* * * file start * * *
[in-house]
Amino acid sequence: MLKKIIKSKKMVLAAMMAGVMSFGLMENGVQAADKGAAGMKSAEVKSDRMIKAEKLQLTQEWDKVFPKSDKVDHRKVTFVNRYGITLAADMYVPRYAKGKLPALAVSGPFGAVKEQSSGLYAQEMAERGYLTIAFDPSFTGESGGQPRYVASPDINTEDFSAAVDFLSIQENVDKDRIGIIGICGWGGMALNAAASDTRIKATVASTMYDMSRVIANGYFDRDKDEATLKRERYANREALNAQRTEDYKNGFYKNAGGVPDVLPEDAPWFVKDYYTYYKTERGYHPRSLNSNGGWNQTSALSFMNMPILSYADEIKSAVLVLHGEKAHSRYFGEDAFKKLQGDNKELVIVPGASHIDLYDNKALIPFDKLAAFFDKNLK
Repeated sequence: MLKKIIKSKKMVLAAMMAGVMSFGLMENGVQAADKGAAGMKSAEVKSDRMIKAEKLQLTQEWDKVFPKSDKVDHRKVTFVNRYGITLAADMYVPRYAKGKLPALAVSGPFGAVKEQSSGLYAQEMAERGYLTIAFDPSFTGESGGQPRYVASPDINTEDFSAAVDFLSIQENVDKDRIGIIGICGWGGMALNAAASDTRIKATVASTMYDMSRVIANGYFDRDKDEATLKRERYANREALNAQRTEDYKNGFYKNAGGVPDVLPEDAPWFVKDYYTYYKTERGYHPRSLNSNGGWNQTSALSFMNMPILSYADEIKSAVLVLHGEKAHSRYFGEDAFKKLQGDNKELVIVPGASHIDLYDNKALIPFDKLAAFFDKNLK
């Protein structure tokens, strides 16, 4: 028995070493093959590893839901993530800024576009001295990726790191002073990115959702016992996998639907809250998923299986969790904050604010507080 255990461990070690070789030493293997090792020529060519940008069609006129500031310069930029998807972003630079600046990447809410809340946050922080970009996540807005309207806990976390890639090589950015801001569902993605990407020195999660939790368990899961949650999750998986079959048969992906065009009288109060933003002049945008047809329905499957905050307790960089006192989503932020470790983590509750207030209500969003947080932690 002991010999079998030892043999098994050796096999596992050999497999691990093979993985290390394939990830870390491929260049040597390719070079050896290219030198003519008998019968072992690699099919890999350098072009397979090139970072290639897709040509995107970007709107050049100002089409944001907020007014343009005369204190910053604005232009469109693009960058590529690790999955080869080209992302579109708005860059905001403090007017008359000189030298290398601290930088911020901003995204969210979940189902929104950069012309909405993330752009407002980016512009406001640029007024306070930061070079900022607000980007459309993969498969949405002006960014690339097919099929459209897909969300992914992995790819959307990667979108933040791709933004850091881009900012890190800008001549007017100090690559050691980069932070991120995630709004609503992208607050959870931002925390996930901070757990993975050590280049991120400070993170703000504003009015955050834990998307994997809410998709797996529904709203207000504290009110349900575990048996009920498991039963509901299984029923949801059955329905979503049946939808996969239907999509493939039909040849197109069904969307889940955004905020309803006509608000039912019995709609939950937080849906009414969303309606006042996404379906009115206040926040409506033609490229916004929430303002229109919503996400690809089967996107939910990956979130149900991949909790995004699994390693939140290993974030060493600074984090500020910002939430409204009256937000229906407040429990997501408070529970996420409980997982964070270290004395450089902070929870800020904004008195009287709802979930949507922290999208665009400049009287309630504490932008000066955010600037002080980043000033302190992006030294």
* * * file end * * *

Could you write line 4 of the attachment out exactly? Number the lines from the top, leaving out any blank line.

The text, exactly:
């Protein structure tokens, strides 16, 4: 028995070493093959590893839901993530800024576009001295990726790191002073990115959702016992996998639907809250998923299986969790904050604010507080 255990461990070690070789030493293997090792020529060519940008069609006129500031310069930029998807972003630079600046990447809410809340946050922080970009996540807005309207806990976390890639090589950015801001569902993605990407020195999660939790368990899961949650999750998986079959048969992906065009009288109060933003002049945008047809329905499957905050307790960089006192989503932020470790983590509750207030209500969003947080932690 002991010999079998030892043999098994050796096999596992050999497999691990093979993985290390394939990830870390491929260049040597390719070079050896290219030198003519008998019968072992690699099919890999350098072009397979090139970072290639897709040509995107970007709107050049100002089409944001907020007014343009005369204190910053604005232009469109693009960058590529690790999955080869080209992302579109708005860059905001403090007017008359000189030298290398601290930088911020901003995204969210979940189902929104950069012309909405993330752009407002980016512009406001640029007024306070930061070079900022607000980007459309993969498969949405002006960014690339097919099929459209897909969300992914992995790819959307990667979108933040791709933004850091881009900012890190800008001549007017100090690559050691980069932070991120995630709004609503992208607050959870931002925390996930901070757990993975050590280049991120400070993170703000504003009015955050834990998307994997809410998709797996529904709203207000504290009110349900575990048996009920498991039963509901299984029923949801059955329905979503049946939808996969239907999509493939039909040849197109069904969307889940955004905020309803006509608000039912019995709609939950937080849906009414969303309606006042996404379906009115206040926040409506033609490229916004929430303002229109919503996400690809089967996107939910990956979130149900991949909790995004699994390693939140290993974030060493600074984090500020910002939430409204009256937000229906407040429990997501408070529970996420409980997982964070270290004395450089902070929870800020904004008195009287709802979930949507922290999208665009400049009287309630504490932008000066955010600037002080980043000033302190992006030294």